Raw Food & Bones

Raw meat and bones

If you’re looking online for advice on whether its a good idea to feed raw meat and bones to your schnauzer, you will find every extreme of possible answers.

From this…

“Dogs are not wolves” and shouldn’t eat raw meat and bone like them, says Jerry Klein, AKC’s (American Kennel Club) chief veterinary officer. “Through the thousands of years and generations of becoming domesticated, dogs became omnivores who evolved to eat what we people eat,” Klein says. Wolves are carnivores, he says. Their gastrointestinal systems can process raw meat, and they absorb nutrients differently than dogs do. In addition, their ability to fight potential pathogens is limited compared with wolves as well.” – https://www.discovermagazine.com/planet-earth/why-few-vets-say-raw-dog-food-is-a-good-idea

to this …

Always feed your dog raw bones. Raw meaty bones (such as raw chicken wings or lamb flaps) help to keep teeth and gums healthy, provide added nutrition and help cleanse your dog’s digestive tract. Never feed cooked bones to your dog, as these can splinter and cause internal injury“: – https://www.rspcapetinsurance.org.au/pet-care/pet-ownership/all-about-bones-and-your-dog

Schnauzer food

This is our opinion, what I do with my own dogs, and what I tell the owners of our pups to feed them. I hope it helps.

From the moment pups are weaned, pups love to chew. Whether it’s toys, fingers or your favourite shoes, our young dogs explore the world through their mouth. A pup chewing and strengthening its mouth and jaw prepares it for catching and eating other critters. I think a schnauzer’s mouth is designed to catch prey, tear up a carcass, chomp up the raw meat, and crunch bones into pieces. It’s not a pretty thought, but it’s the circle of life. It’s not much of a leap to think my schnauzer’s digestive tract is also designed in the same way. Catch critter, eat critter. Remember, among other jobs, a schnauzer was bred to catch and kill foxes, badgers and rats; it’s in their blood.

Crunching up food (just like for people) keeps the teeth seated correctly in jaw, and keeps the jaw muscles strong. It reduces the build up of tartar, and therefore lowers the occurence of gum disease. Finding the right food for my schnauzer Ari is easier than trying to brush her teeth; I know Ari wouldn’t be a big fan of a toothpaste/brush routine.

Feeding our schnauzers

Chicken wings are an important part of my dog’s diet; on average two wings a day. My 16 year old (when he passed) had the teeth and gums of a pup, strong and white with healthy pink gums.I choose chicken wings because they are the easy to get, right size, low cost, and people eat them every day (cooked of course).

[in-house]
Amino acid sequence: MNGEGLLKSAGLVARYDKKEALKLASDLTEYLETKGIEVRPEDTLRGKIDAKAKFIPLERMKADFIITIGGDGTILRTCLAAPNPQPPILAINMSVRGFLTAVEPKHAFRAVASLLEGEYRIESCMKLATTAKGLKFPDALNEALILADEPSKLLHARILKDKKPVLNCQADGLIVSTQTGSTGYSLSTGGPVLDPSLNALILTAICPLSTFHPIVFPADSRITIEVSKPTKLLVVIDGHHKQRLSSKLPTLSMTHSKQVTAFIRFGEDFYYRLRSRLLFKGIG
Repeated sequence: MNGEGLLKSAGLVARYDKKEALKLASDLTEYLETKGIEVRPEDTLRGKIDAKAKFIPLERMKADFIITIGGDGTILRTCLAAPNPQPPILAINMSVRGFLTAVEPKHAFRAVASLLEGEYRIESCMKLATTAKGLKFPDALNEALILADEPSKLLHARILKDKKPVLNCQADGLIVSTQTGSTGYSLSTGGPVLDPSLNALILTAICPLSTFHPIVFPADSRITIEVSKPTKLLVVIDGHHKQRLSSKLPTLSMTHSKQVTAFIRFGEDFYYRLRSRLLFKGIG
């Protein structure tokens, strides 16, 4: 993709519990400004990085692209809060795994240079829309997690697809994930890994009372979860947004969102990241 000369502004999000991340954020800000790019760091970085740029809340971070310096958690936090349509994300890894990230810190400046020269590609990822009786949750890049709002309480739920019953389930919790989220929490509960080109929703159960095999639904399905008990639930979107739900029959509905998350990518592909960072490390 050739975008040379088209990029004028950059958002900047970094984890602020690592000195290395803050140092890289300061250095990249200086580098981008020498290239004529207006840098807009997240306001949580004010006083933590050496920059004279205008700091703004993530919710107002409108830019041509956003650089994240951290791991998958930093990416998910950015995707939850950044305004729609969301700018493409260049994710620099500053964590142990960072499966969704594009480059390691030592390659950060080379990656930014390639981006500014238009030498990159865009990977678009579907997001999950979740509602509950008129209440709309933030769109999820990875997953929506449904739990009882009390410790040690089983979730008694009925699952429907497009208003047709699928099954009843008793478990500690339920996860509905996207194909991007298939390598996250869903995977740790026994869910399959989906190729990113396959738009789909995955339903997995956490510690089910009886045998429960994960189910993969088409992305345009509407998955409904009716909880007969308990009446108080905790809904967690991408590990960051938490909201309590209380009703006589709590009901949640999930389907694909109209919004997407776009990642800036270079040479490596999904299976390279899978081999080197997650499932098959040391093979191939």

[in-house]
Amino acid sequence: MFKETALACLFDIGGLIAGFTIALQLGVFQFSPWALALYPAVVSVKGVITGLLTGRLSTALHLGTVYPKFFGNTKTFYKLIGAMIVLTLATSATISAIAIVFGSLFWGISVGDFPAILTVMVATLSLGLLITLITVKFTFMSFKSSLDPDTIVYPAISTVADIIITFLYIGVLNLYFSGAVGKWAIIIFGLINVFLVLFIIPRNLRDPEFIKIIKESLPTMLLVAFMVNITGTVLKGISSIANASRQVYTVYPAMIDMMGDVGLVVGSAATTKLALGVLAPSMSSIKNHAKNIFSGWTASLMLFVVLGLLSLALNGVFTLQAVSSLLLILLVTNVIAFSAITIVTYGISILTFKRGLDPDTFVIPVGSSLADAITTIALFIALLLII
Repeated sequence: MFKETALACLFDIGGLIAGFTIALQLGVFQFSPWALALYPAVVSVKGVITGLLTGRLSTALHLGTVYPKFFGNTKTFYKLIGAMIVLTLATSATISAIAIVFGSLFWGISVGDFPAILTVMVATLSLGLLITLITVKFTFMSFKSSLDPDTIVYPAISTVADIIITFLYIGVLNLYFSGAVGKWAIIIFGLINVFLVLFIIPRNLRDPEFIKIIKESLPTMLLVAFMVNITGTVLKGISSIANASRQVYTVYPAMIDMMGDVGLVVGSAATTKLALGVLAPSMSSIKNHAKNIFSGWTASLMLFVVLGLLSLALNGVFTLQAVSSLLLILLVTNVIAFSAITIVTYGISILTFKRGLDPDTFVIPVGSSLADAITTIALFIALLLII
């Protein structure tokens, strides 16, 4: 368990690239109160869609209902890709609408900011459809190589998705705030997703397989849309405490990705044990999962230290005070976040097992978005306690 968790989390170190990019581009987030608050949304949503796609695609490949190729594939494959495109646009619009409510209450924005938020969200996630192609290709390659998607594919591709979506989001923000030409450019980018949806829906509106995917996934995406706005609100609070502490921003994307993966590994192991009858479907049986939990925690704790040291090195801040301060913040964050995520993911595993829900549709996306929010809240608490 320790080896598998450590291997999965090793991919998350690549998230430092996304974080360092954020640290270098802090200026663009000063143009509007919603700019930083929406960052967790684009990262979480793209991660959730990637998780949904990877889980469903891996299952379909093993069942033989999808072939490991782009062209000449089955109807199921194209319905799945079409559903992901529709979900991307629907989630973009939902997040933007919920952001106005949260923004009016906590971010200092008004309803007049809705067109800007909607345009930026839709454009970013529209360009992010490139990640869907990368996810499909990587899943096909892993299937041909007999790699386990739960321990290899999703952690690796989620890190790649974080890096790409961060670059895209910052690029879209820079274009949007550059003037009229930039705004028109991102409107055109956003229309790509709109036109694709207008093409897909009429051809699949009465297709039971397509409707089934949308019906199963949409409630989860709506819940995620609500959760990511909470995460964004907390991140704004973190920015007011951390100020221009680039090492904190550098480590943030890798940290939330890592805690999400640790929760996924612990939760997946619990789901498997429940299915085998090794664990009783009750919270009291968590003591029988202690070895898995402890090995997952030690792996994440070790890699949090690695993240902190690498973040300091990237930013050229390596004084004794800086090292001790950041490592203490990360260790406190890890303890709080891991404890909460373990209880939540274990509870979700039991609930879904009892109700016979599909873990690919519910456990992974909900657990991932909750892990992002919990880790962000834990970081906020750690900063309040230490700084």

The first time I watched my dog splinter chicken wings in her mouth and then swallow them it terrified me. How could they not perforate her stomach? She’ll choke! She’ll get an bowel obstruction! Decades on and many healthy dogs later, I’ve learnt that my dog knows what its doing.

As for the bacteria, all dogs, whether domestic or wild, are scavengers. Both Nina and Winston love to bury a spare chicken wing (if allowed) and let it mature for a few days. Nina considers this buried treasure and will guard it all day. My dogs will eat the buried wings when they feel they’re ready without ill effect. I get more concerned the bacteria will end up on me than harm the dog, so no burying is allowed in our house.

Raw rules in our house

  • No cooked bones – the only time ever I’ve had a constipation problem with my dog was when he found some cooked chicken bones. He didn’t die and we didn’t even have to go to the vet, but it wasn’t pleasant for him.
  • Introduce bones slowly – My bitch Ari loved chicken wings from the moment she tasted them…maybe a little too much. She almost swallowed her first one whole. Starting with chicken wing tips, and letting her eat half her meal first so so she wasn’t ravenous helped. Two meals later, she was an expert at crunching them and tearing them apart.
  • Meat on the bone – I let my dogs tear and chew off the bone as it’s more fun for them. If they can crunch the bone up, more fun.
  • Cook minced meat – bacteria live on the surface of meat; uncooked minced meat has more surface, therefore more bacteria. Unless you mince the meat yourself, you don’t know when or how it was minced, and bacteria multiply quickly. Also, preservative is generally added to mince to control bacteria growth, and I’m not a fan of preservative. I prefer to cook the mince and add vegetables, just like I would for my own food.
  • Supervise the meal – both my dogs Nina and Winston would sneak a chicken wing off to bury, then come back and ask for more food at the empty bowl. The dogs would get obsessive about guarding their treasure and it can lead to a smelly discovery during gardening, so we have a ‘no takeaway’ rule at feeding time.

Processed dog food has its place in good nutrition. There is nothing wrong and everything right with good quality meat loaf, dry biscuits, and even the occassional can. It’s just not everything. There are some recommendations on other pages of this website, or you can always contact us and ask what we think is best quality this month.